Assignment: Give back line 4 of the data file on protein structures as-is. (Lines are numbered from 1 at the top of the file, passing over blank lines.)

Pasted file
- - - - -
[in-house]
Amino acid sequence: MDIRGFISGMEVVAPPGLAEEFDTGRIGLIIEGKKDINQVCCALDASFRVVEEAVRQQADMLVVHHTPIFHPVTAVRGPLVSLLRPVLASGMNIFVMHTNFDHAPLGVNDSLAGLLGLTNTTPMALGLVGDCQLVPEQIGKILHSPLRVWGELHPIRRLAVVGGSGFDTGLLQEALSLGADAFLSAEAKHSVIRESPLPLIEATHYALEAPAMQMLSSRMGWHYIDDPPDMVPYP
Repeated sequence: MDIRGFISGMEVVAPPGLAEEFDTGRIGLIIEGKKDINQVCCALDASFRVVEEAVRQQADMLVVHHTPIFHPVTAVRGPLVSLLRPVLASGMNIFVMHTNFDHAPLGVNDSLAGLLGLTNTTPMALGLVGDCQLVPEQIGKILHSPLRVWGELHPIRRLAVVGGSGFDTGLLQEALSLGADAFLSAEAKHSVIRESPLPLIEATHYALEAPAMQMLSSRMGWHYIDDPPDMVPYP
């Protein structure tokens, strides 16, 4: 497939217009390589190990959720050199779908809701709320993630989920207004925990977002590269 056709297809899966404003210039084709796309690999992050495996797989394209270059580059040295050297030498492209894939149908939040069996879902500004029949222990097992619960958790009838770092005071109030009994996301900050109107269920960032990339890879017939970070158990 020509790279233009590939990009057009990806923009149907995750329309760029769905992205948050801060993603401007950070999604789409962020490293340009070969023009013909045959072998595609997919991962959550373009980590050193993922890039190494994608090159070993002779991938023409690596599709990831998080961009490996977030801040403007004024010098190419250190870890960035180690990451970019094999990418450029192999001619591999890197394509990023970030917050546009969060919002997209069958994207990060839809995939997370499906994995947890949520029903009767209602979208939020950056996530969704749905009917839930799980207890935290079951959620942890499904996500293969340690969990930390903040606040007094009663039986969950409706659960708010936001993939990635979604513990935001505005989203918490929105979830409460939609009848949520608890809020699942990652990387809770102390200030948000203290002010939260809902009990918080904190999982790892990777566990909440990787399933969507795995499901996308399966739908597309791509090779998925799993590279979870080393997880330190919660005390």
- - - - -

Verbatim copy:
């Protein structure tokens, strides 16, 4: 497939217009390589190990959720050199779908809701709320993630989920207004925990977002590269 056709297809899966404003210039084709796309690999992050495996797989394209270059580059040295050297030498492209894939149908939040069996879902500004029949222990097992619960958790009838770092005071109030009994996301900050109107269920960032990339890879017939970070158990 020509790279233009590939990009057009990806923009149907995750329309760029769905992205948050801060993603401007950070999604789409962020490293340009070969023009013909045959072998595609997919991962959550373009980590050193993922890039190494994608090159070993002779991938023409690596599709990831998080961009490996977030801040403007004024010098190419250190870890960035180690990451970019094999990418450029192999001619591999890197394509990023970030917050546009969060919002997209069958994207990060839809995939997370499906994995947890949520029903009767209602979208939020950056996530969704749905009917839930799980207890935290079951959620942890499904996500293969340690969990930390903040606040007094009663039986969950409706659960708010936001993939990635979604513990935001505005989203918490929105979830409460939609009848949520608890809020699942990652990387809770102390200030948000203290002010939260809902009990918080904190999982790892990777566990909440990787399933969507795995499901996308399966739908597309791509090779998925799993590279979870080393997880330190919660005390």